journal of Epidemiology and Community Health 1992; 46: 33-37
Sudden infant death syndrome: seasonality and biphasic model of pathogenesis
Anne-Louise Ponsonby, Terence Dwyer, Michael Edwin Jones
Study objective-This paper examines the relationship between season, age, and the sudden infant death syndrome (SIDS). It provides a theoretical model for the pathogenesis of SIDS and uses it as a framework to consider risk factor mechanism. Design-A case series analysis was used to examine season and age in relation to SIDS and seasonal pattern and age at death distribution of perinatal risk factors. Setting-The source population for the siDs cases in this study was all live births in the state of Tasmania, Australia, 1975 to 1987 inclusive.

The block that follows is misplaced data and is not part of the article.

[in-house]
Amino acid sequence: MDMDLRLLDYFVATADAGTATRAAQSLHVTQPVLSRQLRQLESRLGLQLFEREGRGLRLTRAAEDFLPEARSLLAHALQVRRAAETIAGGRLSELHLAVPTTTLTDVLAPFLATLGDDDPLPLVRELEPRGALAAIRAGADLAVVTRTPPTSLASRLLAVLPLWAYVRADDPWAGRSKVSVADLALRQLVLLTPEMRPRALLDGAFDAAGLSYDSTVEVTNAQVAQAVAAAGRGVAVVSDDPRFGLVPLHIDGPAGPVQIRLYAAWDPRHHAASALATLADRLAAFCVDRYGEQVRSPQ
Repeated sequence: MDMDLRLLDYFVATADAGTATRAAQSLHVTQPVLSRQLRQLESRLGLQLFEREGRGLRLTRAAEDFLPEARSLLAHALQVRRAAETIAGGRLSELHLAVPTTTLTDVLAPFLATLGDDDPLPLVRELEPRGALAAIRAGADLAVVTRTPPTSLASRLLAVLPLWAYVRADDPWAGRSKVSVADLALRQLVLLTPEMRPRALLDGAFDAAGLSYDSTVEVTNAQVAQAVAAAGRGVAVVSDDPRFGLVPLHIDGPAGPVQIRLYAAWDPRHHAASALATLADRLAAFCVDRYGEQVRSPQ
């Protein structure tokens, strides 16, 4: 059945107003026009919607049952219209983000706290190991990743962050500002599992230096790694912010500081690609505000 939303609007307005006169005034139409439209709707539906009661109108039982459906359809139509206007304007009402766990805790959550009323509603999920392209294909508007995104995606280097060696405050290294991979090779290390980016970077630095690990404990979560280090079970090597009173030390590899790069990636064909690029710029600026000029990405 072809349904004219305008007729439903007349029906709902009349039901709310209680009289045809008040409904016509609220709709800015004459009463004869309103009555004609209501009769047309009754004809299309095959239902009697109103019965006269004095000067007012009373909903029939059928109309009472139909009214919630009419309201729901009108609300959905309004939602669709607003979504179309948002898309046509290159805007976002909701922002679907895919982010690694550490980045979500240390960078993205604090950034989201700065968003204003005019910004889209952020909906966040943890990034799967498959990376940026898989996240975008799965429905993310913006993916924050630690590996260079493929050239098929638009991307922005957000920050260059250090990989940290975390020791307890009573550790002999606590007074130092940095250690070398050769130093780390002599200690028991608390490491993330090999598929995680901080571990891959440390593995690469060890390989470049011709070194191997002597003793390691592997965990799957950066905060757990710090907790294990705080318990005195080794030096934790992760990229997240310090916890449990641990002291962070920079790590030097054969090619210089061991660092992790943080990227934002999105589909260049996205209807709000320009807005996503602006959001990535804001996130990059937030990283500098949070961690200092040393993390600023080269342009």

Subjects-Cases were all infants born 1975 to 1987 who died of SIDS on whom birth notification information was available (n = 348). The live birth cohort 1980-87 (n= 55 944) was used as the control population for risk factor identification. Measurements and main results-The median ages of death for spring, summer, autumn, and winter born infants were 115, 103-5, 91 and 78 days. Spring and summer born infants died at a significantly older median age than winter born infants. The month of birth distribution of SIDS cases did not alter significantly from a uniform, nonseasonal distribution (p > 0 25) but month of death was seasonally distributed (p